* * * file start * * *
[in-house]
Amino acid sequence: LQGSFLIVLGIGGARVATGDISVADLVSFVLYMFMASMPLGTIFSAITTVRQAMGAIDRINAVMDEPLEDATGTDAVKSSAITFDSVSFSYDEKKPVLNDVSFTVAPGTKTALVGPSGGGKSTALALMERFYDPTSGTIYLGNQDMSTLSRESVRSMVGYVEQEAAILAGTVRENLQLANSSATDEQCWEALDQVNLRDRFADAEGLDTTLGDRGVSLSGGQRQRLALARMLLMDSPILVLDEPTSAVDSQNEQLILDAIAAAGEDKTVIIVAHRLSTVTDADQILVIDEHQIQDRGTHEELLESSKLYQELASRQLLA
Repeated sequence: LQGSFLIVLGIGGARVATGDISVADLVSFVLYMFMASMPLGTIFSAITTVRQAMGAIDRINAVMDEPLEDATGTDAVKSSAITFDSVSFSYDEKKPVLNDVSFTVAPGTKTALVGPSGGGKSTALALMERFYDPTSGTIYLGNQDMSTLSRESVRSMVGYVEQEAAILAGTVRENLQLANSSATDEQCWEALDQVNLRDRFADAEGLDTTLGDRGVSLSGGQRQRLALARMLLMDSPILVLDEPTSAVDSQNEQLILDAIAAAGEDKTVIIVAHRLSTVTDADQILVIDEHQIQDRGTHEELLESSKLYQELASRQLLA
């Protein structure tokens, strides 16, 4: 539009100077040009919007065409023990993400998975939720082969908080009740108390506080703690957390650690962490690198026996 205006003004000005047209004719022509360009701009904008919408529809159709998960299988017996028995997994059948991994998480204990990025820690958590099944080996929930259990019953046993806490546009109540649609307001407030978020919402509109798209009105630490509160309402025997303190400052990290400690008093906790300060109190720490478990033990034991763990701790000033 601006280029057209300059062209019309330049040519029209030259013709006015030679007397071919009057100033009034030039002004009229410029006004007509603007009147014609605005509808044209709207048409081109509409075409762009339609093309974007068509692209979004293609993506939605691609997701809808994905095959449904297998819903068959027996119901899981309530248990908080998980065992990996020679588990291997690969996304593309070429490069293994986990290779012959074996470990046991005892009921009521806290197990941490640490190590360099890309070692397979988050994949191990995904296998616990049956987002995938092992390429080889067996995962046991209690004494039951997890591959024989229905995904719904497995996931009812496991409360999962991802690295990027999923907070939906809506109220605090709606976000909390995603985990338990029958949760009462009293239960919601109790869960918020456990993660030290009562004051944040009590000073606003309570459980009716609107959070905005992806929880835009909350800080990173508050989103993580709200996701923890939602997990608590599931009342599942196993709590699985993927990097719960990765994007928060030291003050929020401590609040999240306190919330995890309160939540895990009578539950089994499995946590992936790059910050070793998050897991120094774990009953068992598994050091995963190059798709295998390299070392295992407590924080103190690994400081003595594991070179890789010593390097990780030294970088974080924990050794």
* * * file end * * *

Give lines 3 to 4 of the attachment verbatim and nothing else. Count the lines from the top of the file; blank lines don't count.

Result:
Repeated sequence: LQGSFLIVLGIGGARVATGDISVADLVSFVLYMFMASMPLGTIFSAITTVRQAMGAIDRINAVMDEPLEDATGTDAVKSSAITFDSVSFSYDEKKPVLNDVSFTVAPGTKTALVGPSGGGKSTALALMERFYDPTSGTIYLGNQDMSTLSRESVRSMVGYVEQEAAILAGTVRENLQLANSSATDEQCWEALDQVNLRDRFADAEGLDTTLGDRGVSLSGGQRQRLALARMLLMDSPILVLDEPTSAVDSQNEQLILDAIAAAGEDKTVIIVAHRLSTVTDADQILVIDEHQIQDRGTHEELLESSKLYQELASRQLLA
């Protein structure tokens, strides 16, 4: 539009100077040009919007065409023990993400998975939720082969908080009740108390506080703690957390650690962490690198026996 205006003004000005047209004719022509360009701009904008919408529809159709998960299988017996028995997994059948991994998480204990990025820690958590099944080996929930259990019953046993806490546009109540649609307001407030978020919402509109798209009105630490509160309402025997303190400052990290400690008093906790300060109190720490478990033990034991763990701790000033 601006280029057209300059062209019309330049040519029209030259013709006015030679007397071919009057100033009034030039002004009229410029006004007509603007009147014609605005509808044209709207048409081109509409075409762009339609093309974007068509692209979004293609993506939605691609997701809808994905095959449904297998819903068959027996119901899981309530248990908080998980065992990996020679588990291997690969996304593309070429490069293994986990290779012959074996470990046991005892009921009521806290197990941490640490190590360099890309070692397979988050994949191990995904296998616990049956987002995938092992390429080889067996995962046991209690004494039951997890591959024989229905995904719904497995996931009812496991409360999962991802690295990027999923907070939906809506109220605090709606976000909390995603985990338990029958949760009462009293239960919601109790869960918020456990993660030290009562004051944040009590000073606003309570459980009716609107959070905005992806929880835009909350800080990173508050989103993580709200996701923890939602997990608590599931009342599942196993709590699985993927990097719960990765994007928060030291003050929020401590609040999240306190919330995890309160939540895990009578539950089994499995946590992936790059910050070793998050897991120094774990009953068992598994050091995963190059798709295998390299070392295992407590924080103190690994400081003595594991070179890789010593390097990780030294970088974080924990050794």